The UK is more than 800,000 jobs short of the amount it would need to restore employment rates to those seen before the recession, a study from independent think tank the Resolution Foundation has found.
While the number of people in employment had climbed by 160,000 since 2008 to nearly 30 million, this positive news has masked the fact that the country’s adult population has grown faster over the same period – by 1.7 million.
- The UK’s recent employment performance would be strong in any context and in the context of flat GDP it is remarkable. Yet record levels of employment tell us little about the UK’s progress back towards a higher employment rate, the more important measure economically speaking. On the basis of the employment rate, the most comprehensive single measure of jobs market performance, the UK employment recovery still has a long way to run. The UK currently needs to close a jobs gap of 850,000 jobs before we are back to where we were in 2008. The scale of this challenge owes something to our ageing population, a strong headwind pushing against employment growth.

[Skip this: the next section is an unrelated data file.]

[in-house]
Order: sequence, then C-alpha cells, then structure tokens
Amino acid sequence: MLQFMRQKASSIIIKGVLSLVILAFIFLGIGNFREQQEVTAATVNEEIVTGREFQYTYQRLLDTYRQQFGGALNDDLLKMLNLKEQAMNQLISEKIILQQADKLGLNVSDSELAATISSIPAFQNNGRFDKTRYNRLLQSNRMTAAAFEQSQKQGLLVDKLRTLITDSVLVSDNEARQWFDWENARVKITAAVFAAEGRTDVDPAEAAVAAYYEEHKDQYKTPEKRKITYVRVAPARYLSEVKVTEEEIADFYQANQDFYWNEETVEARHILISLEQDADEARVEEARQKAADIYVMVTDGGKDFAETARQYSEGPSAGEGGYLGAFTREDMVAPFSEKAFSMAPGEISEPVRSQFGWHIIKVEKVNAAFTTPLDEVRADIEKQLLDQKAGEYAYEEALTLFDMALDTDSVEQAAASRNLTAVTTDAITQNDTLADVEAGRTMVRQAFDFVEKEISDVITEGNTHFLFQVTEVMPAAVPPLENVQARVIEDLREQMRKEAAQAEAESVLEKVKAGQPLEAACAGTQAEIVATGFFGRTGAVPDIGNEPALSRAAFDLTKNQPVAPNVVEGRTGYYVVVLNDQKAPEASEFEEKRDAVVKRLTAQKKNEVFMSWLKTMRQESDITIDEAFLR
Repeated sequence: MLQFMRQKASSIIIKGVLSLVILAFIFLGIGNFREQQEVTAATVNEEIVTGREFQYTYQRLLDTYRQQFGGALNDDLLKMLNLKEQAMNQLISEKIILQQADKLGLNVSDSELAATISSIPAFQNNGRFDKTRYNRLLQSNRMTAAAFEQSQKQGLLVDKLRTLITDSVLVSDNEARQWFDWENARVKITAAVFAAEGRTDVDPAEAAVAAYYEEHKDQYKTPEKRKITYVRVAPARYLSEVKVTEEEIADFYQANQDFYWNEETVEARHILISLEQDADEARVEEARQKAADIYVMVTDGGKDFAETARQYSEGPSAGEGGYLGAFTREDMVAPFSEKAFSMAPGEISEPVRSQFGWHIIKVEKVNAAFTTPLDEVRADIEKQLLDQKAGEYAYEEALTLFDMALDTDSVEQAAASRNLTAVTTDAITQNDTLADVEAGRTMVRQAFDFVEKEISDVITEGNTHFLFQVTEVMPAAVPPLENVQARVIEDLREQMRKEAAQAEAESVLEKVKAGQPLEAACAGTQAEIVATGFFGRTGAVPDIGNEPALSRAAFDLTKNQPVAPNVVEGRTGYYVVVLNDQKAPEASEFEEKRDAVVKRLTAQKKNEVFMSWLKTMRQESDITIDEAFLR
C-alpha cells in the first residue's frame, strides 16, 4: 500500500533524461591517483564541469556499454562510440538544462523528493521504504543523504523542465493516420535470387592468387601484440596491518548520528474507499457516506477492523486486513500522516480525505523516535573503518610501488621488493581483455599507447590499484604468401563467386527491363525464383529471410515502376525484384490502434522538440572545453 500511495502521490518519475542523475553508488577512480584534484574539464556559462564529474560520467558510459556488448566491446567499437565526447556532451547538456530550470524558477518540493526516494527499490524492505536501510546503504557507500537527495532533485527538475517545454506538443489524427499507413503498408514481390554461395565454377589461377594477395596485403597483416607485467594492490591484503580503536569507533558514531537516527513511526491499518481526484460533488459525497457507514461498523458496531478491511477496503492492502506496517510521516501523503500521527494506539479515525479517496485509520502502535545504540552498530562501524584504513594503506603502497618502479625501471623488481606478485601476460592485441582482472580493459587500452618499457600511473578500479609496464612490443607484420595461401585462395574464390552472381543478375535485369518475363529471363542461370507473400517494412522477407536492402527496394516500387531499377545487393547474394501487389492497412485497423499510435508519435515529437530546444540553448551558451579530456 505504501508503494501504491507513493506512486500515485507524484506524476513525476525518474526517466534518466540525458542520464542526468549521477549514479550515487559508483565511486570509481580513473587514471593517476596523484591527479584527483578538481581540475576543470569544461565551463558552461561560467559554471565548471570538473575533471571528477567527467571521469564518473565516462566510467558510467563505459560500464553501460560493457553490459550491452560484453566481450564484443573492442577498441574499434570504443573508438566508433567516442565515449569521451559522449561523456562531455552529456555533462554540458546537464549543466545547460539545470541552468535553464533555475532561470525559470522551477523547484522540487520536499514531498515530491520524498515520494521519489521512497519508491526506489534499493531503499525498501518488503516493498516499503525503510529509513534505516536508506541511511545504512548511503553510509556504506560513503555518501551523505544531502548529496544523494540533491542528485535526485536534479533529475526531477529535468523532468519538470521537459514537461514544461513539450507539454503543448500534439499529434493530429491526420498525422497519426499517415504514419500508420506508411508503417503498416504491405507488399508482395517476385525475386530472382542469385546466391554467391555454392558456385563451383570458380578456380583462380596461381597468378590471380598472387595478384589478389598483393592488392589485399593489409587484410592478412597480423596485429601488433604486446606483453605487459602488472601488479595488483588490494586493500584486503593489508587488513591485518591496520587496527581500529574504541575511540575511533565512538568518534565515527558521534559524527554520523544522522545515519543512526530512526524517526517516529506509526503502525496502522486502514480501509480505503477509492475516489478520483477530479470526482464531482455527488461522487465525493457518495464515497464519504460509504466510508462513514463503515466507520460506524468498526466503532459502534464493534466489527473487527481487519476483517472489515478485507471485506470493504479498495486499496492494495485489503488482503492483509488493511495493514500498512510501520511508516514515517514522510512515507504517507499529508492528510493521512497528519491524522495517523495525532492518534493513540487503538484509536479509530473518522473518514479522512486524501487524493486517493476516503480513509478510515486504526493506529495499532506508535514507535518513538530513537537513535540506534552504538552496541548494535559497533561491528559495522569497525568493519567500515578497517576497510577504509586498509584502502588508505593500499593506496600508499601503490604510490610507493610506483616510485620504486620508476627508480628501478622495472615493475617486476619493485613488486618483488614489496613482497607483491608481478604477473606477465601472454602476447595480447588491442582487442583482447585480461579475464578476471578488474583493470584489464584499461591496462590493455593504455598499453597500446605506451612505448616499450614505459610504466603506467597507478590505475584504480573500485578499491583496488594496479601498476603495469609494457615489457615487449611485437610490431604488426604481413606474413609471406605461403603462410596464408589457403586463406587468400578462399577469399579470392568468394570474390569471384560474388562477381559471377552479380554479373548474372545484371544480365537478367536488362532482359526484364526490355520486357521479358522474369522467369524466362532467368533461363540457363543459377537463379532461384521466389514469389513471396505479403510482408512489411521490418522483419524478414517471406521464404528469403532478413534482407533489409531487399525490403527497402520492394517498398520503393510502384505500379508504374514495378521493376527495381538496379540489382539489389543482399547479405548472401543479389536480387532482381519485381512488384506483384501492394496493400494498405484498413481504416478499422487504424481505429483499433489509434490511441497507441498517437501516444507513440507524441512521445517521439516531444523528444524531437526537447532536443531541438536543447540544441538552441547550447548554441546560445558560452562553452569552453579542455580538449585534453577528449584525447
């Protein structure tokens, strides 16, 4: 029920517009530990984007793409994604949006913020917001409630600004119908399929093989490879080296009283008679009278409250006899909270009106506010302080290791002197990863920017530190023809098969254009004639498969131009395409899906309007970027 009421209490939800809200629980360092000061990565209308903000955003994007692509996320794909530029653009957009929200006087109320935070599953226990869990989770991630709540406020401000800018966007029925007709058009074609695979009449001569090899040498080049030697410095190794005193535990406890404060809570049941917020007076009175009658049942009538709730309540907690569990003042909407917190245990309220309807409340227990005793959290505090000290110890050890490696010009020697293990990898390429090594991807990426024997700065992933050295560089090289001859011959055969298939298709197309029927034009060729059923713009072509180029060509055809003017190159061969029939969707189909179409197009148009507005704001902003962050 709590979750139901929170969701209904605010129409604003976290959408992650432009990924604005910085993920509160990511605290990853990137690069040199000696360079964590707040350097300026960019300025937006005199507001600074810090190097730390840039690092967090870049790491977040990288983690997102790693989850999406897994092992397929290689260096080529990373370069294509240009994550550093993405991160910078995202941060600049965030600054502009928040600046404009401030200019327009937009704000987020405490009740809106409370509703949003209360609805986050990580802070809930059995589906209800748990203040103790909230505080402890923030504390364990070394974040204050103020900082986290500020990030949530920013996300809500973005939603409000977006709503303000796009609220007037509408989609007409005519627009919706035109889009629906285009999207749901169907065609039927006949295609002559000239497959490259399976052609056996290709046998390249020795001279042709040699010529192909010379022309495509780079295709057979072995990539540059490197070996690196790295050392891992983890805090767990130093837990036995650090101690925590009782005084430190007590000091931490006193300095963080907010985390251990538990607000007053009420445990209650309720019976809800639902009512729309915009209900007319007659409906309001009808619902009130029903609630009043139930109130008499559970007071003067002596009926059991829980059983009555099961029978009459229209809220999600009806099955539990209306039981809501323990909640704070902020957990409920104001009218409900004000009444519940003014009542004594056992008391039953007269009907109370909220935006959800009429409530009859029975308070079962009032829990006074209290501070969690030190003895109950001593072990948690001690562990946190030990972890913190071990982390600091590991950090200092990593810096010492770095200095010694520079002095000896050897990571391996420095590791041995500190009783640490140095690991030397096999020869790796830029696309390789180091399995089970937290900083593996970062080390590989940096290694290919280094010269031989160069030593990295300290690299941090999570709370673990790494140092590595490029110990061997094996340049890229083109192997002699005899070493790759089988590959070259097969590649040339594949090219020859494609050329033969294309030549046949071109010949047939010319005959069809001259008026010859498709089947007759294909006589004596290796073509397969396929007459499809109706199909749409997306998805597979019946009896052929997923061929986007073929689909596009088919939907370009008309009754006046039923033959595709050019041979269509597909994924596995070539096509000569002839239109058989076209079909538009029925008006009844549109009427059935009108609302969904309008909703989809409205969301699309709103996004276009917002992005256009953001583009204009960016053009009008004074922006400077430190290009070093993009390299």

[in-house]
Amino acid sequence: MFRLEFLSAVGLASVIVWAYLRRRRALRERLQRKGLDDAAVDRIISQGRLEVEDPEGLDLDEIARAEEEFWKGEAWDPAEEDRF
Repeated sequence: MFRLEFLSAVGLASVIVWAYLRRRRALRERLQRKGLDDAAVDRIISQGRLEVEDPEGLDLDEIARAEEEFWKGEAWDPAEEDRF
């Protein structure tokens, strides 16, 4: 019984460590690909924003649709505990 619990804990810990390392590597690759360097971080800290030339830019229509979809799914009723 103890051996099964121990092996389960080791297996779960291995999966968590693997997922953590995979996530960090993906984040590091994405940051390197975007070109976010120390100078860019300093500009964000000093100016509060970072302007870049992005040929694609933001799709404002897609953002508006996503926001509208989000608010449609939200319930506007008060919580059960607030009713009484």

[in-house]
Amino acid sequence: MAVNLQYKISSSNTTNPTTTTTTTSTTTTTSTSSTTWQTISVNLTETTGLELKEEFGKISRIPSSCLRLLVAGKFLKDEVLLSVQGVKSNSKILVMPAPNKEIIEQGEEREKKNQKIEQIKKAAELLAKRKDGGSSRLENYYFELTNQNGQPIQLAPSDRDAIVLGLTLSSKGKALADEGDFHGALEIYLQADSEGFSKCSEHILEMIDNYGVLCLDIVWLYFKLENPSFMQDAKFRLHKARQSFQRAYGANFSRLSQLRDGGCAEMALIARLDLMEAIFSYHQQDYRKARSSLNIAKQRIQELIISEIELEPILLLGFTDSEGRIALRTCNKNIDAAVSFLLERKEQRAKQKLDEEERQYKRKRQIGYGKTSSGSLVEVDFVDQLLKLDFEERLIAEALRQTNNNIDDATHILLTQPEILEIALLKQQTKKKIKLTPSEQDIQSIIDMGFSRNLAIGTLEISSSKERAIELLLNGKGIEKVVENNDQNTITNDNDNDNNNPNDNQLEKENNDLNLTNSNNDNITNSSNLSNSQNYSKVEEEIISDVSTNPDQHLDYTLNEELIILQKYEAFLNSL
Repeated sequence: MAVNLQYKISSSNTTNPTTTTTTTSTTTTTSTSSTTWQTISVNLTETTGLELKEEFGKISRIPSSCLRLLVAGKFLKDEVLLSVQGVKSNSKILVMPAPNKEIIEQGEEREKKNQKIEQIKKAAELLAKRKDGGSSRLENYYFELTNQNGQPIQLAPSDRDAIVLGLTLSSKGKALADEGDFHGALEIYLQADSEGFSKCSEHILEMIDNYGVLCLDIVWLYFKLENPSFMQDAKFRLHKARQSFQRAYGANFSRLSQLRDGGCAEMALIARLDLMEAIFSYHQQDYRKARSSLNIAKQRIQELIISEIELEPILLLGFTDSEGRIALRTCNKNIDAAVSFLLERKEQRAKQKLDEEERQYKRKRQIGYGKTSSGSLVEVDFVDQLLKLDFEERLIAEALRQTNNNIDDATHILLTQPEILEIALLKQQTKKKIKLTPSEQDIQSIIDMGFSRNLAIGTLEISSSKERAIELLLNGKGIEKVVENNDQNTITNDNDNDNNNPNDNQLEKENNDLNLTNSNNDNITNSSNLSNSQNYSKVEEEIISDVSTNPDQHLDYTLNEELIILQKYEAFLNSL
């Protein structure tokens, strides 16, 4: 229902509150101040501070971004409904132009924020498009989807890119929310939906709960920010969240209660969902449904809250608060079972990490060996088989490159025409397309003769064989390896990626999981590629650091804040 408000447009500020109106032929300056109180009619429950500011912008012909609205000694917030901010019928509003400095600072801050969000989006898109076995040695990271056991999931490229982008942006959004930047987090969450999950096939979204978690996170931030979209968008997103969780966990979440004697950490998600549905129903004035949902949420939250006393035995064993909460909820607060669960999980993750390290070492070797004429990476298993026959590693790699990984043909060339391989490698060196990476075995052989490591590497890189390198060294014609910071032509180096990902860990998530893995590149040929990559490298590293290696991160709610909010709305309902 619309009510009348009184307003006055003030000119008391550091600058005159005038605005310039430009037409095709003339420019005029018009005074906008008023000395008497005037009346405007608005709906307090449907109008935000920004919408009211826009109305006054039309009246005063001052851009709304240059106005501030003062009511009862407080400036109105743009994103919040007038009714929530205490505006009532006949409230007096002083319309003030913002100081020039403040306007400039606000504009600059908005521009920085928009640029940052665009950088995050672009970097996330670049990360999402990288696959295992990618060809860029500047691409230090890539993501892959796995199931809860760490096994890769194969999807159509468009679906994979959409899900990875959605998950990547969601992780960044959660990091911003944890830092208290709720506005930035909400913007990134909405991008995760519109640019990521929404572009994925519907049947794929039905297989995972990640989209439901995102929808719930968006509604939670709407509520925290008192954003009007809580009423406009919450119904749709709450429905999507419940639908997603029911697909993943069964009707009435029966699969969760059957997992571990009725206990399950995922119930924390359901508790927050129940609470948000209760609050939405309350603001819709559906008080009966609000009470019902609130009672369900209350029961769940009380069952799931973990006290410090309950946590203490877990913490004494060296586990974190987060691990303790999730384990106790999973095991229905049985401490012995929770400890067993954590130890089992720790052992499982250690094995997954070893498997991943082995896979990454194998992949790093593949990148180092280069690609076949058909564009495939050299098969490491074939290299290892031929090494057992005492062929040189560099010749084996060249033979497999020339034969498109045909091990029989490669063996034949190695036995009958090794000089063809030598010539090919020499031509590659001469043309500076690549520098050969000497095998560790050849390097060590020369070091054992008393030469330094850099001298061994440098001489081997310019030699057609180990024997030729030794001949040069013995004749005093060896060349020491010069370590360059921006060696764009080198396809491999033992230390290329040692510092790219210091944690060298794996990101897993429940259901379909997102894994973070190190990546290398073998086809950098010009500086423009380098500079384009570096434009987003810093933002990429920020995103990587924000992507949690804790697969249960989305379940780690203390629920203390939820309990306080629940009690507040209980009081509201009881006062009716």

- Even under optimistic scenarios, closing the jobs gap will take several years. Of course now, more than ever, there are deep uncertainties about the future pace of job creation. Yet against a baseline of the scenarios presented in this note, the risks are very much on the downside; none of the scenarios presented here could be called pessimistic and indeed, on current government projections, the jobs market is destined to fall well short of a recovery within the forecast period. More recent independent projections for public sector job losses are even more pessimistic. For all that the job market has outperformed expectations, the road back towards fuller employment still looks long and hard.